00:10:38 So that's how we do it. But how do you go about creating a spirit spread? I mean, I think first and foremost it's about having a really strong concept, you know, different people do different ways. Some people actually go out and build a distillery or create the alcohol themselves, but there are also lots of third party sort of white label distilleries or wineries if you want to make a wine that can actually create it for you and you can source what it is that you're looking for. So first and foremost you start with the liquid and then you sort of work backwards from there on the branding, the packaging, and then all the regulatory aspects that come along with that. What are the kind of regulatory aspects that come along with? I'm sure there's gonna be a lot. Yes, so I, a lot of people come to me and tell me that they want to start the spirits brand and I always tell them to just take a minute to really think about it because it is not like other industries. I'm often really sort of jealous of people who start, I don't know, clothing brands or jewelry brands or cosmetic brands. Not that that's hard, but you can sell direct to consumer and that's a huge advantage in today's world where, you know, people want to click something and purchase.
00:11:49 What makes the alcohol space really complicated is that it's highly regulated because it's sort of, it's a controlled substance. So specifically in the United States, there's something called the three tier system and this is a hangover from prohibition basically, where they were trying to make sure that nobody had too much control or power within the spirit sector. So there are producers. So like me and we can only sell to a distributor and only distributor can sell to a retailer. So that might be a bar, a restaurant or a store. And only a retailer can sell to a consumer. And so it does a couple of things. First of all, it means that the margins are not what they appear because there are lots of people in this chain. That's one thing. And the second thing is is that the moment between when a consumer might see your brand, whether that be like on social media or on your website or something and the moment they can actually buy it, they're very far apart, both in terms of time and in physical space. And so it makes it really difficult to actually find consumers.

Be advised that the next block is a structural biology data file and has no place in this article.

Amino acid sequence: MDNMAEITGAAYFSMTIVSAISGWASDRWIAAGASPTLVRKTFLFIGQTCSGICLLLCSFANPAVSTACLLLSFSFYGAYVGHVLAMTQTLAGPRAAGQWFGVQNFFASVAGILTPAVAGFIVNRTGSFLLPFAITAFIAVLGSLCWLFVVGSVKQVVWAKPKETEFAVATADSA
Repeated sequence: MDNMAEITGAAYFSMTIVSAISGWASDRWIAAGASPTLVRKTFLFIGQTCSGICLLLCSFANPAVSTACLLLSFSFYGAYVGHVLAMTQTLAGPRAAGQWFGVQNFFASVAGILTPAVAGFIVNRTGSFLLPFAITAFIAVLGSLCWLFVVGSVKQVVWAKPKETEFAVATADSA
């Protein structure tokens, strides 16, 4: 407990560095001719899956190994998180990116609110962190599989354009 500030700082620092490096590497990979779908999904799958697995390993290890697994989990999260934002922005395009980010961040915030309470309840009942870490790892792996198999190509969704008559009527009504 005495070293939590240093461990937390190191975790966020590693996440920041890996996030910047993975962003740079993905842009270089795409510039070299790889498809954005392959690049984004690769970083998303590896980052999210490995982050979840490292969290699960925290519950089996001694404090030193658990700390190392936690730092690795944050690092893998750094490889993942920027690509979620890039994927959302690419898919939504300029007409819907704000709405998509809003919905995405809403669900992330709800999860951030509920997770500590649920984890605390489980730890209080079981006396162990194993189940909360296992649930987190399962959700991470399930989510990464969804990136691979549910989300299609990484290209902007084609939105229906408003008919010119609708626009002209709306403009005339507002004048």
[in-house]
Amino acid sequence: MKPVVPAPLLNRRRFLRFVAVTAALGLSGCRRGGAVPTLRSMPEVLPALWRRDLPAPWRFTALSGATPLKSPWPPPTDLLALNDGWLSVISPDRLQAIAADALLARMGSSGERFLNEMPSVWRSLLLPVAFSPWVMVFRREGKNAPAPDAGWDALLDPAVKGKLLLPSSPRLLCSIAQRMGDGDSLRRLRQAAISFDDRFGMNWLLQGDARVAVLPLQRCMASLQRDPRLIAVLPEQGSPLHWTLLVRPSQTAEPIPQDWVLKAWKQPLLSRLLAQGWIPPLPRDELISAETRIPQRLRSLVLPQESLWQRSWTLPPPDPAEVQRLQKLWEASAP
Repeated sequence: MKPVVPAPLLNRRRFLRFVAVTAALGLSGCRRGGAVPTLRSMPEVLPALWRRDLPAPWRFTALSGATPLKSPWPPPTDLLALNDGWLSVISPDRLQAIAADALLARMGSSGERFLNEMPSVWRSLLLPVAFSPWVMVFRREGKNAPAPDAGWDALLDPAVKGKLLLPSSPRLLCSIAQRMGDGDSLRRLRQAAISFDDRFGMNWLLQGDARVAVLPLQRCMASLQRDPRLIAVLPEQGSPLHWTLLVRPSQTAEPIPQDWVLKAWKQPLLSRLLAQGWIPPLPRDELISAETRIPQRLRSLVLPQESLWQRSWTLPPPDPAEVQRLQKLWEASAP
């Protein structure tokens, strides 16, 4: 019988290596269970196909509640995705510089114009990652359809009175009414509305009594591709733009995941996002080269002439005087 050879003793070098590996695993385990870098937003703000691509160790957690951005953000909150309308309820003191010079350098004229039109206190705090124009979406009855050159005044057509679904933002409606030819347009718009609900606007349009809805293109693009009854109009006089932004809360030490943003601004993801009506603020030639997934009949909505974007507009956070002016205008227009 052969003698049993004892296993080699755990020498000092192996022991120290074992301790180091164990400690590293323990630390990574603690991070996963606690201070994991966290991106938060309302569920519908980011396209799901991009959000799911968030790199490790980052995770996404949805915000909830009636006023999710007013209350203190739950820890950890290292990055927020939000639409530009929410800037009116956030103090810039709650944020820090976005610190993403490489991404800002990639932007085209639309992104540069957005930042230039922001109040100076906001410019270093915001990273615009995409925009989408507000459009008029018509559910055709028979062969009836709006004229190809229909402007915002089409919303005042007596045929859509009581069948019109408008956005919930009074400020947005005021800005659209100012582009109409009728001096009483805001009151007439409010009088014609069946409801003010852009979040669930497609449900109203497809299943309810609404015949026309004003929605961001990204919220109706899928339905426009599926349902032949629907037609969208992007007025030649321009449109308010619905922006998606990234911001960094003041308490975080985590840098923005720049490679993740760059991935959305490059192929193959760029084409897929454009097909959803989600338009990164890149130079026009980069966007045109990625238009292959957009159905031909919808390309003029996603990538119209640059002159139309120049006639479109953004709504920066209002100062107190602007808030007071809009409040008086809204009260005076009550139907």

00:12:52 You can get people interested, but you cannot sell, I cannot sell directly to somebody. People message me all the time on instagram, they're like, hi, your run looks cool, can I buy it from you? And I'm like, no, no, you cannot, unfortunately. And that's a really, it's a really hard thing to try to navigate. So that's just one thing. I mean, in the United States, for example, there are something called Control States. So there are states where the government actually sells alcohol and they're the only ones who are allowed to sell alcohol in sort of government owned liquor stores. There are whole countries like that, like Sweden is a good example Canada is like that as well. So that makes it really hard because they're not sort of driven by market forces, there are lots of regulatory aspects like labeling every country has a different regulation on what needs to be on the label, where it needs to be on the label, how big the font needs to be, Does it need to be parallel to the bottom of the bottle? Can you, can you make it vertical? I mean, down to the nitty gritty like that, it's super, highly regulated and it makes it very difficult to navigate.
00:14:02 Wow, That's so interesting on so many different points that you just mentioned. Does that mean for you, like, if you're wanting to take a DDC approach, you basically have to come up with like RTD ready to drink, like mixed drinks kind of thing. Is that how you could basically reach your customer directly in a different way? That's one way. Although RtGS are very different than spirits in many other ways. So, for example, in retail, that's typically a different fire. So it doesn't necessarily have the synergies that you might think it has, What we've done, for example, is on our website, you can buy Kazama rum you like from the consumer standpoint, it feels like it's on our website, but in fact it's routed through the distributor, a retailer and this sort of technology platform that's enabling the sale. So from the consumer, they feel like they're on our website. They feel like they're buying it from us. But in fact it's it's enabled through like this very very long chain of people. That's why the shipping is painfully expensive.